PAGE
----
Wednesday, September 17, 2008

Quality Assurance (QA) and Quality Control (QC) in Cervical Cytology

An advantage of cervical cytology over screening methods such as visual screening is that even though quality assurance and quality control programmes can be developed for both, the availability of archival glass slides facilities such programmes. Various definitions for quality control and quality assurance are used by laboratories.

In general, quality control can be thought of in terms of the actual assessments that are done to ensure high quality and quality assurance can be thought of in terms of the entire process of maintaining minimum standards and continually striving for excellence. Quality assurance should be a coordinated effort that is designed to control, detect and prevent the occurrence of errors and hopefully to improve patient care. In general, there are three stages to the process of quality control (Bozzo, 1991):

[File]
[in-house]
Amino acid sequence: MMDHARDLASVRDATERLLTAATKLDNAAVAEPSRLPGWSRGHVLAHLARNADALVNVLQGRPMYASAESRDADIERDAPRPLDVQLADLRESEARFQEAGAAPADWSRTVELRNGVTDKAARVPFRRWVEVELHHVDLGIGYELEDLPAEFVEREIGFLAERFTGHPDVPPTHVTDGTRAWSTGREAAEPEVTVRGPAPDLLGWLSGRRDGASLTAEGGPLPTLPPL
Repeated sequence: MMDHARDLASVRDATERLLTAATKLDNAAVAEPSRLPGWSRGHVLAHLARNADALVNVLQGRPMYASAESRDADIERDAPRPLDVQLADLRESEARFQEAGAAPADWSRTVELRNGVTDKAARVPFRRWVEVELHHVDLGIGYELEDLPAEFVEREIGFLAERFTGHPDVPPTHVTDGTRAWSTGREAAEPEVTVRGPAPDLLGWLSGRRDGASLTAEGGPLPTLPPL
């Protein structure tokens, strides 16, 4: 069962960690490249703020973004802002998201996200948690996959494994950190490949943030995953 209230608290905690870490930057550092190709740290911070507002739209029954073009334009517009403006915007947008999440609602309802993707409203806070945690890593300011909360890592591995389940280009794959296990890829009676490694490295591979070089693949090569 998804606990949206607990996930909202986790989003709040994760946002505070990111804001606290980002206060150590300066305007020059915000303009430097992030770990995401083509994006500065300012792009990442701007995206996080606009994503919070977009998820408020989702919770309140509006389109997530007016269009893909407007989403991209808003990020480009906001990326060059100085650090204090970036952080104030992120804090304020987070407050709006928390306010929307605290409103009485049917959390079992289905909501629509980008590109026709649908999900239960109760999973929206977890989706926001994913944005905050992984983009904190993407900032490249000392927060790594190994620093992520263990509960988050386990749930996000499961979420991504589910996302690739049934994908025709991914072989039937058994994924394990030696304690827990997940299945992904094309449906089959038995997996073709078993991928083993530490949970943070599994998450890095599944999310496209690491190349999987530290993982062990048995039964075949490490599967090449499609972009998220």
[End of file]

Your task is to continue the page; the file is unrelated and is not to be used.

• Setting standards for what one wishes to control and defining the benchmarks;
  • Developing a mechanism for assessing what one wishes to control;
  • Defining the response to be taken when deficiencies are identified.

For cervical cytology screening, quality assurance programmes can include a number of types of activity and should take into account country and location-specific needs. What may be considered acceptable or even mandatory in one setting may serve simply to limit the availability of screening in other settings. It is critical, however, that any cervical cytology laboratory or programme has an established quality assurance programme. In general, it is preferable for cytology services to be centralized as much as possible, to facilitate quality assurance. The use of computerized data collection systems that can integrate cytological findings, histological findings and follow-up information is highly desirable (Miller et al., 2000).

Preanalytic Quality Control

Preanalytic quality control measures include the records that laboratories should maintain relating to specimen receipt, preparation of specimens, staining of specimens and upkeep of equipment and microscopes, as well as records of personnel and their training and education.

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